USS Belfast (PF-35)

From Wikipedia, the free encyclopedia
  (Redirected from Soviet frigate EK-3)
Jump to: navigation, search
Career (United States)
Name: USS Belfast (PG-143)
Namesake: Belfast, Maine
Builder: Consolidated Steel Corporation, Wilmington, California
Laid down: 26 March 1943
Reclassified: PF-35, 15 April 1943
Launched: 20 May 1943
Sponsored by: Miss Elizabeth C. Wilson
Commissioned: 24 November 1944
Decommissioned: 12 July 1945[1]
Honors and
awards:
2 battle stars, World War II
Fate: Transferred to the Soviet Navy, 12 July 1945
Struck: 31 January 1950
Career (Soviet Union)
Name: EK-3
Acquired: 12 July 1945
Commissioned: 12 July 1945
Fate: Wrecked, 17 November 1948
Scrapped 1960
General characteristics
Class & type: Tacoma-class frigate
Displacement: 1,430 long tons (1,453 t) light
2,415 long tons (2,454 t) full
Length: 303 ft 11 in (92.63 m)
Beam: 37 ft 6 in (11.43 m)
Draft: 13 ft 8 in (4.17 m)
Propulsion: 2 × 5,500 shp (4,101 kW) turbines
3 boilers
2 shafts
Speed: 20 knots (37 km/h; 23 mph)
Complement: 190
Armament: • 3 × 3"/50 caliber guns (3×1)
• 4 × 40 mm guns (2×2)
• 9 × 20 mm guns (9×1)
• 1 × Hedgehog anti-submarine mortar
• 8 × Y-gun depth charge projectors
• 2 × depth charge tracks

USS Belfast (PF-35), the only ship of the name, was a United States Navy Tacoma-class frigate in commission from 1944 to 1945. She then served in the Soviet Navy as EK-3.

Construction and commissioning[edit]

Belfast (PF-35) was laid down on 26 March 1943 at Wilmington, California, by the Consolidated Steel Corporation under a Maritime Commission contract (MC hull 1446). She was launched on 20 May 1943, sponsored by Miss Elizabeth C. Wilson, and commissioned at Terminal Island, California, on 24 November 1943 with Lieutenant Commander J. J. Hutson, USCG, in command.

Service history[edit]

U.S. Navy, World War II, 1943-1945[edit]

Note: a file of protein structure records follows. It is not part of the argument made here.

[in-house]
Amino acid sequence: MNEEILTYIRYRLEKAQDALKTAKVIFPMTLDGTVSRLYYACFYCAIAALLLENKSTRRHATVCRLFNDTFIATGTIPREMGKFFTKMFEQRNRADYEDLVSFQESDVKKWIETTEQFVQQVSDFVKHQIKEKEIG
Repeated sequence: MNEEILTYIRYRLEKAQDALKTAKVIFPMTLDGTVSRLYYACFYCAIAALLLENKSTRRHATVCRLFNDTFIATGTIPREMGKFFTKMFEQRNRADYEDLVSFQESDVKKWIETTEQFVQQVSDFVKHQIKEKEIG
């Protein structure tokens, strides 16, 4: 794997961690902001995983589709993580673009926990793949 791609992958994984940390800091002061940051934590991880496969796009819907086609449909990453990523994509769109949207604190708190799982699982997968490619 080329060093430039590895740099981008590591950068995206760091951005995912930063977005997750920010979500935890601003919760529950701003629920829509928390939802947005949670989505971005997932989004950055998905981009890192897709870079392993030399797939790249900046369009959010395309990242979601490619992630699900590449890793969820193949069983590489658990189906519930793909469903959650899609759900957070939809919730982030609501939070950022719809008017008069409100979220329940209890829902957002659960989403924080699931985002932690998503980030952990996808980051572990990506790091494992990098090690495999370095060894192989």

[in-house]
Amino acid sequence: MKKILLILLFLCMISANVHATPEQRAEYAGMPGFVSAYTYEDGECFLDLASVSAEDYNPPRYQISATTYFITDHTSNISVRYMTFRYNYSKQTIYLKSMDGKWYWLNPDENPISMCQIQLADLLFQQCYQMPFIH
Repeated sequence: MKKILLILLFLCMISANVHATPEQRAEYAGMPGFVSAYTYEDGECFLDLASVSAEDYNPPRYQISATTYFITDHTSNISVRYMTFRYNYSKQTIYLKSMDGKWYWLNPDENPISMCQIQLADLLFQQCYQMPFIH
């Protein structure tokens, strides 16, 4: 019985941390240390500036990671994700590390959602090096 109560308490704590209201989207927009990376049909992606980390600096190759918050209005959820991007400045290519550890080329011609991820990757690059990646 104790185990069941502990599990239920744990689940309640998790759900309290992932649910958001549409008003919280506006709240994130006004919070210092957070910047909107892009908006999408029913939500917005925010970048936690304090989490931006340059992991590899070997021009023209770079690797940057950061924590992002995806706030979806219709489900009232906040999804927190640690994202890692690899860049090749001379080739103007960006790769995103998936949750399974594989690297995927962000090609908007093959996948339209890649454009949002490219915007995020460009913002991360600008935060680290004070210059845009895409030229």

Following outfitting, shakedown, and post-shakedown repairs, Belfast stood out of San Pedro, California, on 30 April 1944 and headed for Australia. After stopping at Noumea, New Caledonia, Belfast reached Cairns, Australia, at the end of May 1944. From there, she moved into the Southwest Pacific theater of operations to serve as a patrol vessel and convoy escort. During the summer and early autumn of 1944, she supported the latter stages of the leapfrog assaults along the northern coast of New Guinea. She took part in the Noemfoor landing on 2 July 1944 and in the assault on Cape Opmarai four weeks later.

Belfast continued to operate in the waters around western New Guinea until sent to escort a reinforcement convoy to Leyte in the Philippine Islands during October 1944. She then operated around Leyte from the end of October until the second week in December 1944. Near the end of 1944, she headed back to the United States and arrived at Boston, Massachusetts, on 24 January 1945 for extensive repairs lasting until spring.

As part of Escort Division 25, Belfast departed Casco Bay, Maine, with the rest of the division – her sister ships USS Long Beach (PF-34) (the flagship), USS Glendale (PF-36), USS San Pedro (PF-37), USS Coronado (PF-38), and USS Ogden (PF-39) – on 28 March 1945 for Seattle, Washington, via the Panama Canal. The six patrol frigates arrived at Seattle on 26 April 1945, and Belfast also called at Port Townsend, Washington, at some point. All six patrol frigates got underway for Kodiak in the Territory of Alaska on 7 June 1945. Ogden had to return to Seattle for repairs, but Belfast and the other four frigates arrived at Womens Bay, Kodiak, on 11 June 1945.[2]

On 13 June 1945, Belfast, Long Beach, Glendale, San Pedro, Coronado, and their sister ships USS Charlottesville (PF-25), USS Allentown (PF-52), USS Machias (PF-53), and USS Sandusky (PF-54) got underway from Kodiak for Cold Bay, Alaska, where they arrived on 14 June 1945 to participate in Project Hula, a secret program for the transfer of U.S. Navy ships to the Soviet Navy in anticipation of the Soviet Union joining the war against Japan. Training of Belfast's new Soviet Navy crew soon began at Cold Bay.[3]

Soviet Navy, 1945–1948[edit]